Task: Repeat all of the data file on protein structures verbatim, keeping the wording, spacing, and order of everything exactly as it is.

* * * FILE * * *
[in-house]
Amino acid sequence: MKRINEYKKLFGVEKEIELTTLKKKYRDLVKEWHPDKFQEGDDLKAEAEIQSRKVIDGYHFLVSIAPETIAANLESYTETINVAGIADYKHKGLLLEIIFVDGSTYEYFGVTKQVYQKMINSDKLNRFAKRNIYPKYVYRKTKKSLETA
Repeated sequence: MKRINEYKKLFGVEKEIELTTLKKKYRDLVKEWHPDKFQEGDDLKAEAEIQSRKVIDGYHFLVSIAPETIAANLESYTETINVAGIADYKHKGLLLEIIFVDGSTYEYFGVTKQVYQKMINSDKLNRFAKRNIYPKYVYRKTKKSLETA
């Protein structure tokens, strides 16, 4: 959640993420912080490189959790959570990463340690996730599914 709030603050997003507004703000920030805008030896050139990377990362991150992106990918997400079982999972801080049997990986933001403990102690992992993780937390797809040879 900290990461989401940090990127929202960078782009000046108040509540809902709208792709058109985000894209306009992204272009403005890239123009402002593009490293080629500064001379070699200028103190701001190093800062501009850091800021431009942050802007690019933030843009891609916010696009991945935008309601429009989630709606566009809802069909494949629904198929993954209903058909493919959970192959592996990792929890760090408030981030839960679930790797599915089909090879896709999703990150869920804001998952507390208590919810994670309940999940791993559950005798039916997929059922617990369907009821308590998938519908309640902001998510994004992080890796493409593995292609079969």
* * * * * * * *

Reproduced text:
[in-house]
Amino acid sequence: MKRINEYKKLFGVEKEIELTTLKKKYRDLVKEWHPDKFQEGDDLKAEAEIQSRKVIDGYHFLVSIAPETIAANLESYTETINVAGIADYKHKGLLLEIIFVDGSTYEYFGVTKQVYQKMINSDKLNRFAKRNIYPKYVYRKTKKSLETA
Repeated sequence: MKRINEYKKLFGVEKEIELTTLKKKYRDLVKEWHPDKFQEGDDLKAEAEIQSRKVIDGYHFLVSIAPETIAANLESYTETINVAGIADYKHKGLLLEIIFVDGSTYEYFGVTKQVYQKMINSDKLNRFAKRNIYPKYVYRKTKKSLETA
């Protein structure tokens, strides 16, 4: 959640993420912080490189959790959570990463340690996730599914 709030603050997003507004703000920030805008030896050139990377990362991150992106990918997400079982999972801080049997990986933001403990102690992992993780937390797809040879 900290990461989401940090990127929202960078782009000046108040509540809902709208792709058109985000894209306009992204272009403005890239123009402002593009490293080629500064001379070699200028103190701001190093800062501009850091800021431009942050802007690019933030843009891609916010696009991945935008309601429009989630709606566009809802069909494949629904198929993954209903058909493919959970192959592996990792929890760090408030981030839960679930790797599915089909090879896709999703990150869920804001998952507390208590919810994670309940999940791993559950005798039916997929059922617990369907009821308590998938519908309640902001998510994004992080890796493409593995292609079969």